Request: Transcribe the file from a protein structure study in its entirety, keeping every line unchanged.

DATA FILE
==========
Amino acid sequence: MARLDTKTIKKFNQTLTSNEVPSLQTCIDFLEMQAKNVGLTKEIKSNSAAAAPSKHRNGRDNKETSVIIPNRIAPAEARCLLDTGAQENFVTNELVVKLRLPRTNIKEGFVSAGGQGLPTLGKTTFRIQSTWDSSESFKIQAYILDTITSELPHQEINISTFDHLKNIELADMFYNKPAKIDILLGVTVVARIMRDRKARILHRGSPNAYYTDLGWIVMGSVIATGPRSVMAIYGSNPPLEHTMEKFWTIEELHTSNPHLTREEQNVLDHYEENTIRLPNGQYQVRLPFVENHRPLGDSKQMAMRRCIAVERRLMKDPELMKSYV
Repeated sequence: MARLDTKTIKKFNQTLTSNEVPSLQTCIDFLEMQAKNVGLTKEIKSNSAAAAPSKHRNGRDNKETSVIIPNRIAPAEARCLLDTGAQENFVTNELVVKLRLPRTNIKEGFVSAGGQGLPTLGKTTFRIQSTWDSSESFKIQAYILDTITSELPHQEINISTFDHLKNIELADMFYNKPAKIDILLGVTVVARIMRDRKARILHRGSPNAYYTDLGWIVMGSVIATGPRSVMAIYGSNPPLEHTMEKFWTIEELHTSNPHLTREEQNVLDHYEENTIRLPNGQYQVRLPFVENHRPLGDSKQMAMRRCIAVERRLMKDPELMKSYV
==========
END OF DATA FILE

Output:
Amino acid sequence: MARLDTKTIKKFNQTLTSNEVPSLQTCIDFLEMQAKNVGLTKEIKSNSAAAAPSKHRNGRDNKETSVIIPNRIAPAEARCLLDTGAQENFVTNELVVKLRLPRTNIKEGFVSAGGQGLPTLGKTTFRIQSTWDSSESFKIQAYILDTITSELPHQEINISTFDHLKNIELADMFYNKPAKIDILLGVTVVARIMRDRKARILHRGSPNAYYTDLGWIVMGSVIATGPRSVMAIYGSNPPLEHTMEKFWTIEELHTSNPHLTREEQNVLDHYEENTIRLPNGQYQVRLPFVENHRPLGDSKQMAMRRCIAVERRLMKDPELMKSYV
Repeated sequence: MARLDTKTIKKFNQTLTSNEVPSLQTCIDFLEMQAKNVGLTKEIKSNSAAAAPSKHRNGRDNKETSVIIPNRIAPAEARCLLDTGAQENFVTNELVVKLRLPRTNIKEGFVSAGGQGLPTLGKTTFRIQSTWDSSESFKIQAYILDTITSELPHQEINISTFDHLKNIELADMFYNKPAKIDILLGVTVVARIMRDRKARILHRGSPNAYYTDLGWIVMGSVIATGPRSVMAIYGSNPPLEHTMEKFWTIEELHTSNPHLTREEQNVLDHYEENTIRLPNGQYQVRLPFVENHRPLGDSKQMAMRRCIAVERRLMKDPELMKSYV